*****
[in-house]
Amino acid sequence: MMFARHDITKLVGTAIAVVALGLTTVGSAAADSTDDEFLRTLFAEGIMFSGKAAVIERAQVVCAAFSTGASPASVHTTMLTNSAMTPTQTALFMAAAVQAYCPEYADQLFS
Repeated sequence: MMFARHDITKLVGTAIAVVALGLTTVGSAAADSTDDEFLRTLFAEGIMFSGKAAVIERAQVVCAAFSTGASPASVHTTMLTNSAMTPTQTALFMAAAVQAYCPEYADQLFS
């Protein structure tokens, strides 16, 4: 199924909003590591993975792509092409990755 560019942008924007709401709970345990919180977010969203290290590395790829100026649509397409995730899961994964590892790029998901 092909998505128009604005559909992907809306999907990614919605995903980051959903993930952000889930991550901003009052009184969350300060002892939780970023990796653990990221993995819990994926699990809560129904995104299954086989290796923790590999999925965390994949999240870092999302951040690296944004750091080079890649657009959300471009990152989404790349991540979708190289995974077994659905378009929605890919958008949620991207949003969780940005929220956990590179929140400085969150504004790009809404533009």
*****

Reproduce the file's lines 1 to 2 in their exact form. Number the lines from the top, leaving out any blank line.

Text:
[in-house]
Amino acid sequence: MMFARHDITKLVGTAIAVVALGLTTVGSAAADSTDDEFLRTLFAEGIMFSGKAAVIERAQVVCAAFSTGASPASVHTTMLTNSAMTPTQTALFMAAAVQAYCPEYADQLFS